The Five-minute Commute and Beyond

Born in an L.A. traffic jam, bringing the office

by / March 31, 1999
The day starts with a wake-up call from your PC, reminding you of an 8:30 conference with your agency's district managers. You roll out of bed and say, to no one in particular, "Set up the connection to the video hub and start calling anyone not logged in by 8:25 a.m. Oh, and call Smith and ask him if he'd like to attend."

Before you shower, your PC establishes the video connection, makes the call to Smith and starts the morning's pot of coffee. By the time you get out of the shower, your PC tells you Smith won't be attending but would like a summary. You tell your PC to add Smith to the post-conference summary distribution list.

When you settle into your home office chair at 8:27, four managers are on screen, visible in their own split screen windows on your monitor. Two are in their agency offices, the other two in their home offices. Two other windows have "Will Return in 2 Minutes" posted in them.

You greet your managers and let them know there's been a slight agenda change. Your computer posts the new agenda you dictated in the car while driving home from work last evening, and it appears in yet another split screen, ready for comments. Two managers ask for hard copies, reach to take the page out of their printers, and the meeting is under way.

OK, maybe that won't happen in your agency next week, but it's not because the basic technology doesn't already exist. Voice recognition and affordable voice-activated control of home electronics is a reality. Ubiquitous access to network resources is also technically feasible, although moving seamlessly from office to car to home with no disruption may be a bit beyond the capability of most networks.

However, we can expect to see that kind of functionality becoming available to a general market in the next few years. What's more, trends that exist today are laying the groundwork for a dramatic redefinition of what it means to be "at work."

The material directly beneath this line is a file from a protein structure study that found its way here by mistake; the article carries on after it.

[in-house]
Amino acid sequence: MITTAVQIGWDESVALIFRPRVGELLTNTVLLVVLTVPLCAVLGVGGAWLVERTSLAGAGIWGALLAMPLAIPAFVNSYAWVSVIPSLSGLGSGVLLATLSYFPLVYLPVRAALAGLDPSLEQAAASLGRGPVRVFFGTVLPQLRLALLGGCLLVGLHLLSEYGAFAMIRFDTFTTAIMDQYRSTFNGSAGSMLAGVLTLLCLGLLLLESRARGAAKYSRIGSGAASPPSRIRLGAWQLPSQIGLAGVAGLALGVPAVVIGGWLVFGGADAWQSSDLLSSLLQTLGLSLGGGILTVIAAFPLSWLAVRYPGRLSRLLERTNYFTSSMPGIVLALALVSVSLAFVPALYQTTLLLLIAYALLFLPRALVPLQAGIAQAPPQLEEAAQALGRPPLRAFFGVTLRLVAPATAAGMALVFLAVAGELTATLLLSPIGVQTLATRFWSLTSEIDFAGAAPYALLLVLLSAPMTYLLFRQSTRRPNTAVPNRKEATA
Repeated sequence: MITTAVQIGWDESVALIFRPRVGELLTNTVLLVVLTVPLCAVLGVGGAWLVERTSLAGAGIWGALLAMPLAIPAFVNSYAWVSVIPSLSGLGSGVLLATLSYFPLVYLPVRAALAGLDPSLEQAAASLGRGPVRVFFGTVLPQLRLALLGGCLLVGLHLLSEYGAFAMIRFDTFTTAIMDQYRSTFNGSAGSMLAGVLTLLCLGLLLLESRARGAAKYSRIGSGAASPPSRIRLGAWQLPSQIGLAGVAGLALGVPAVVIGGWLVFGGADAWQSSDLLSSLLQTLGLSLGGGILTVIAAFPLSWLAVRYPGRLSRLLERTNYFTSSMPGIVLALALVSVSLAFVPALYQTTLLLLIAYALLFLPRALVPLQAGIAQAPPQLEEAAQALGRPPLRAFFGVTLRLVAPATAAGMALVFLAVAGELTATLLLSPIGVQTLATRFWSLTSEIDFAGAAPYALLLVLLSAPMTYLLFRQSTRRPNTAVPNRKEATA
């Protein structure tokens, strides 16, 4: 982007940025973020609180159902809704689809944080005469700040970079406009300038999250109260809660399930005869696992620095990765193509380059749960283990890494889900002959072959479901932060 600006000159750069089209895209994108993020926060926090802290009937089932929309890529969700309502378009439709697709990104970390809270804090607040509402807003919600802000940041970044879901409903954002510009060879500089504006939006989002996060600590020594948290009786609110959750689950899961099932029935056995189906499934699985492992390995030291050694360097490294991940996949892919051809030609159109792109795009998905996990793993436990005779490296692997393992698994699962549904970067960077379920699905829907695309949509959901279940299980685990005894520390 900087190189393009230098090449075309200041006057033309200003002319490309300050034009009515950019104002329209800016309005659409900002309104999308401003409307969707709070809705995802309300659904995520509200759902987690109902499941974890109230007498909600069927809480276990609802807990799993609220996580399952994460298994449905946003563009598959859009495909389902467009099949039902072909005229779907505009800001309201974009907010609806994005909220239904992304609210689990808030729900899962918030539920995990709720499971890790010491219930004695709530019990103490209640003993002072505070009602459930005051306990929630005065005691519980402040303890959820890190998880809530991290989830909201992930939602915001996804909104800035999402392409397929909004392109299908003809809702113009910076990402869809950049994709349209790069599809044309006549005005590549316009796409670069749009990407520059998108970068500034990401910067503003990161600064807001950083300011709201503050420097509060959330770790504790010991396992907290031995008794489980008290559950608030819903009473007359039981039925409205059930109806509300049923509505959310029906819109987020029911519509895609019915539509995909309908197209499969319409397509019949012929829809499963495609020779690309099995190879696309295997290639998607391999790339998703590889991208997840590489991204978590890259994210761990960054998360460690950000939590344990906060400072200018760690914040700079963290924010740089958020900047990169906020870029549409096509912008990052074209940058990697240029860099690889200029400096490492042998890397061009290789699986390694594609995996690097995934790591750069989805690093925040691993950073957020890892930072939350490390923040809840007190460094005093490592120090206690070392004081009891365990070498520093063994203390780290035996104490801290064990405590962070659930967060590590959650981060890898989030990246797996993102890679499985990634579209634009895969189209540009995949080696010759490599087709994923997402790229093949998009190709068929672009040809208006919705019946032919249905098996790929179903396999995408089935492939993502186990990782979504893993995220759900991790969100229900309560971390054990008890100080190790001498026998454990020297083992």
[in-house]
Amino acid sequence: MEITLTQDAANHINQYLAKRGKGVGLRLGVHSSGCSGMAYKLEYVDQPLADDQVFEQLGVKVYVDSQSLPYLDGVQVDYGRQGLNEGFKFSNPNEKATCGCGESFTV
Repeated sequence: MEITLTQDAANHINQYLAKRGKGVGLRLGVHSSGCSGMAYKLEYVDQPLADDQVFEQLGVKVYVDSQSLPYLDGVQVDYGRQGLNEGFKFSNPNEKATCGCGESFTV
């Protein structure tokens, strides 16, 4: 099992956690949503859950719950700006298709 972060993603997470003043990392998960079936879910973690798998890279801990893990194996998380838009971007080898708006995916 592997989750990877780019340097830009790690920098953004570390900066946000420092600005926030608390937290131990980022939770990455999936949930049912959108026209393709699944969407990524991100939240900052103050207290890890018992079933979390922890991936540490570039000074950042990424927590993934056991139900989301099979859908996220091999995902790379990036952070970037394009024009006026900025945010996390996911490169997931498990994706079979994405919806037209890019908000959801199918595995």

Born of Frustration

One key development track leading us toward what might be called the "virtual office" began more than 25 years ago, reputedly in a Los Angeles traffic jam. In that legendary traffic snarl, Jack Nilles, a rocket scientist working in California for agencies on the East Coast, invented a term -- "telecommuting." Since then, Nilles and others have researched and evangelized the concept of telecommuting and "telework," and the idea has definitely caught on.

According to a survey conducted by Cyber Dialogue, a New York-based research and consulting firm, 15.7 million Americans were telecommuting in mid-1998. For the purposes of the study, telecommuting was defined as "working at home for an outside employer during normal business hours a minimum of one day/month."

"The findings indicate that telework is a very dynamic trend closely related to the level of employment in the economy and the growing impact of computers and the Internet," said Thomas E. Miller, vice president of Cyber Dialogue.

A 1997 study by Miller indicated that 11.1 million people were telecommuting in that year, a 15 percent increase over a study done two years earlier.

"Many companies, both large and small, have discovered the benefits of allowing employees to work from home part of the time," Miller said at the time. "Growth of e-mail, voice-mail and the Internet, combined with a renewed emphasis on work results rather than workplace appearances, have encouraged managers to recognize that employees working part time down the road are no more distant than employees working down the hall. What matters most is whether or not the job is getting done."

Given a continuation of today's economic circumstances, Miller expects that telecommuting may grow to 18 million by the year 2000. While other studies have shown different numbers, they all seem to be predicting continued growth in the number and type of telecommuting workers.

The broader acceptance of telecommuting is also reflected in the number of state and local agencies that have started to adopt it. With this acceptance have come more formalized procedures for successfully running telecommuting programs. This is particularly important since some have estimated that as many as 50 percent of initial telecommuting efforts are destined to fail. Despite that statistic, the question no longer seems to be whether agencies will have telecommuting workers, but when and how many. Perhaps more importantly, agencies are increasingly called on to help enforce environmental laws that mandate reductions in automobile-generated pollution. In some cases, agencies are helping commercial businesses set up successful telecommuting programs by providing guidance.